Quite a nice day today on the weather front – lots of sun, but not too hot. Some Peterborough Ware turned up this morning, but of the ‘looking like half-chewed digestive biscuit’ variety, although one piece had the remains of a small impression made by someone’s little fingernail 5,000 or so years ago (photographer Mike (Robinson) despairs every time I say there’s another bit of pot to photograph, and you can see why..).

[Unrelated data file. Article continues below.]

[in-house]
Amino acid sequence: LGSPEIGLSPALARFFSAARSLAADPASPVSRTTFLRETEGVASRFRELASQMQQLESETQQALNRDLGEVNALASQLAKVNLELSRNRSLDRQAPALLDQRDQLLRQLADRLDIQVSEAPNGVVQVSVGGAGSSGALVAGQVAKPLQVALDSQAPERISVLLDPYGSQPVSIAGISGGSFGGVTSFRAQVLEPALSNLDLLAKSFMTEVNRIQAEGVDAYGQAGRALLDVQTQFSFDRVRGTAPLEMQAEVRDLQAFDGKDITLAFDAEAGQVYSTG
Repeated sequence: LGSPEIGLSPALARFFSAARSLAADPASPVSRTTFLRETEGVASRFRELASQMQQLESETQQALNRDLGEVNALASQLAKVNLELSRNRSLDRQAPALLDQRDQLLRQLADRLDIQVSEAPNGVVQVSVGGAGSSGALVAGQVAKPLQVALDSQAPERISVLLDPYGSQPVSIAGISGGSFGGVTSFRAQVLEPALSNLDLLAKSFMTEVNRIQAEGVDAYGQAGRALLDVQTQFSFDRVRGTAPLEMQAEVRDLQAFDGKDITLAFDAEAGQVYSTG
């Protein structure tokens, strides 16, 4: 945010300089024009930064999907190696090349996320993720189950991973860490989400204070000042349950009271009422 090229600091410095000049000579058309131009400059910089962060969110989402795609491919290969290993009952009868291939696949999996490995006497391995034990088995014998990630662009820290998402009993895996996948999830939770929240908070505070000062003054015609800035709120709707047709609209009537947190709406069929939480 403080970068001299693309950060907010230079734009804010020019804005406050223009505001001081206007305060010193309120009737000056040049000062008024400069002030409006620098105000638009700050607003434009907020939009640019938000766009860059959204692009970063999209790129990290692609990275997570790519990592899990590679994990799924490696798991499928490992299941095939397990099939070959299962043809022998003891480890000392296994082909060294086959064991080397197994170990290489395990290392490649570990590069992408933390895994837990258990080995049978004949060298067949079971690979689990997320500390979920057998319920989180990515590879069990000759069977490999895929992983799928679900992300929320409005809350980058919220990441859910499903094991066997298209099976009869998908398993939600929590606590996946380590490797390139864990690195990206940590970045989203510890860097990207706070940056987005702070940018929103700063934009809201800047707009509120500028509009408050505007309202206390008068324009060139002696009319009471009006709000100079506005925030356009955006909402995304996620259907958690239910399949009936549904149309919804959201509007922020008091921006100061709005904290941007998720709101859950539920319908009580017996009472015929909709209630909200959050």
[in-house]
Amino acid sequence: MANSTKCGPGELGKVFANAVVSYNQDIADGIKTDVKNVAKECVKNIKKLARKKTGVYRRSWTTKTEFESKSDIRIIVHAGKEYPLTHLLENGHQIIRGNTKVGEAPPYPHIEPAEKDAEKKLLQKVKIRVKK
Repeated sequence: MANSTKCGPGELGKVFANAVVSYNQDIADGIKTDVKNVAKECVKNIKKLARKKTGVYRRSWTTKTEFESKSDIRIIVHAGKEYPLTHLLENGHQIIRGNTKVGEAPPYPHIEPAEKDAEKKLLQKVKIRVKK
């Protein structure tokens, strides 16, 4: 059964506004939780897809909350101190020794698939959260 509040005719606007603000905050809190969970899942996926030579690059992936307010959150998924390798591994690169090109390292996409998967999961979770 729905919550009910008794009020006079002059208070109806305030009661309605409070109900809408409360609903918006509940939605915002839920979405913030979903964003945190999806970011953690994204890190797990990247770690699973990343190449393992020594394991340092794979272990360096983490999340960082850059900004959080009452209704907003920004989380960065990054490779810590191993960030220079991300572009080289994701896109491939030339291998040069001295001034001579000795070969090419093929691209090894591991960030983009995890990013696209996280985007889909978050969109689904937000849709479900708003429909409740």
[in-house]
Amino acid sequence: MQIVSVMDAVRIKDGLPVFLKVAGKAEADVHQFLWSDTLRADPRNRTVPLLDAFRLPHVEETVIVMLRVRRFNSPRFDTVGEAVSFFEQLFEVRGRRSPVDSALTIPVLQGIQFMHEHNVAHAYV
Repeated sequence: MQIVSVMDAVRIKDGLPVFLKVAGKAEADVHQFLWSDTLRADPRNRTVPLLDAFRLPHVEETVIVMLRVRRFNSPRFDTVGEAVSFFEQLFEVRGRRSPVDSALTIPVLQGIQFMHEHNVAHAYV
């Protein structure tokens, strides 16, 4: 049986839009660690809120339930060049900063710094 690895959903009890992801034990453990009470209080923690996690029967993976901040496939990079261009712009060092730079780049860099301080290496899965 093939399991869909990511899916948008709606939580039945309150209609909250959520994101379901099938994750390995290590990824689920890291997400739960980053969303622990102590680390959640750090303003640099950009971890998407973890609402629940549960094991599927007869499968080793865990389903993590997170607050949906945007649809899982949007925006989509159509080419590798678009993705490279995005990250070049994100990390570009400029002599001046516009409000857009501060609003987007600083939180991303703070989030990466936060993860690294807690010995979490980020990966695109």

But this rather nice quern (for grinding cereal grains) proved more photogenic:
This type of quern is very typically Neolithic and is very simple: another smaller stone would be used to grind the grains in the dished area (there is a saddle quern and rubbing stone on display in the Alexander Keiller Museum in Avebury which shows them together).
We also had a visit from another member of the Between the Monuments team: Dr Mike Allen. Mike’s specialism is molluscs, but he’s also responsible for the environmental side of the project.